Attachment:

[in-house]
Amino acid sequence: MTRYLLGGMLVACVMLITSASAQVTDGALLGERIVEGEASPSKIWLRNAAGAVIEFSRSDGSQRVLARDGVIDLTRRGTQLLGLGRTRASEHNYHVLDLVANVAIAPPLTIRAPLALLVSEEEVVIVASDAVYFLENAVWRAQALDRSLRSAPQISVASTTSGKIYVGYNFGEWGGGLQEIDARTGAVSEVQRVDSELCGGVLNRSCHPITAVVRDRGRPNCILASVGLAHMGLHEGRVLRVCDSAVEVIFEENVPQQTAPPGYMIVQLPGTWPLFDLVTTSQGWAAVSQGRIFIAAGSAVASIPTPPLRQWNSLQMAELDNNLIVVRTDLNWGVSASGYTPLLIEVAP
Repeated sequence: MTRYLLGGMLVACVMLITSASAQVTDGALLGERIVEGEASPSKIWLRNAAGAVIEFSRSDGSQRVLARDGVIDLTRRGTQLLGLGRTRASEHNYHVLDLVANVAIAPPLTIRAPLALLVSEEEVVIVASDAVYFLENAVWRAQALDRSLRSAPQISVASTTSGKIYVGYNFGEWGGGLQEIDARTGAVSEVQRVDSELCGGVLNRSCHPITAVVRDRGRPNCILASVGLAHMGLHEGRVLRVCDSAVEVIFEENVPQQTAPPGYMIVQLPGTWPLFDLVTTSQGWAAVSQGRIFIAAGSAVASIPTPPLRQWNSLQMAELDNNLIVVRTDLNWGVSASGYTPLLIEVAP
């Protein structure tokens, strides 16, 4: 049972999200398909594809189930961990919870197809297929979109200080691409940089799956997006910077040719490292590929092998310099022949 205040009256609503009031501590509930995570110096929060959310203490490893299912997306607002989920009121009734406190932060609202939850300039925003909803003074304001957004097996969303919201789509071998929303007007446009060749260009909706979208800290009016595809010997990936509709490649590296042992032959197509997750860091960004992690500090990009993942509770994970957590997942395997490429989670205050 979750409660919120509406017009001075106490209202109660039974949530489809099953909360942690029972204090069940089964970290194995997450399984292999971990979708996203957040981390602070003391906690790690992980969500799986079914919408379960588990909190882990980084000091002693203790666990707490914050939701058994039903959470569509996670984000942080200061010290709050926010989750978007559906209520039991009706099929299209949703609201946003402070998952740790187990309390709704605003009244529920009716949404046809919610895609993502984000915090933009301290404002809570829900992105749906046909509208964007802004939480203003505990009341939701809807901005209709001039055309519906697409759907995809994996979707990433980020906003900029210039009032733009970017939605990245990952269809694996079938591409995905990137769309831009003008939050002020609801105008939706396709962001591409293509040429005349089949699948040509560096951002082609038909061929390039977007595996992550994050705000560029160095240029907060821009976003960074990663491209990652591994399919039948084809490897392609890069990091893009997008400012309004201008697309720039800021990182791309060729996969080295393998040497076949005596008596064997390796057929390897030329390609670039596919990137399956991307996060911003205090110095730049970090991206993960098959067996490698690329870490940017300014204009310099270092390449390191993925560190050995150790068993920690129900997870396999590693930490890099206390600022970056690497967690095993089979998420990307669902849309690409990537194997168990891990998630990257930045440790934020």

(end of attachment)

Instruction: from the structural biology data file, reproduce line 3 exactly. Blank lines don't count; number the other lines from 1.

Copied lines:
Repeated sequence: MTRYLLGGMLVACVMLITSASAQVTDGALLGERIVEGEASPSKIWLRNAAGAVIEFSRSDGSQRVLARDGVIDLTRRGTQLLGLGRTRASEHNYHVLDLVANVAIAPPLTIRAPLALLVSEEEVVIVASDAVYFLENAVWRAQALDRSLRSAPQISVASTTSGKIYVGYNFGEWGGGLQEIDARTGAVSEVQRVDSELCGGVLNRSCHPITAVVRDRGRPNCILASVGLAHMGLHEGRVLRVCDSAVEVIFEENVPQQTAPPGYMIVQLPGTWPLFDLVTTSQGWAAVSQGRIFIAAGSAVASIPTPPLRQWNSLQMAELDNNLIVVRTDLNWGVSASGYTPLLIEVAP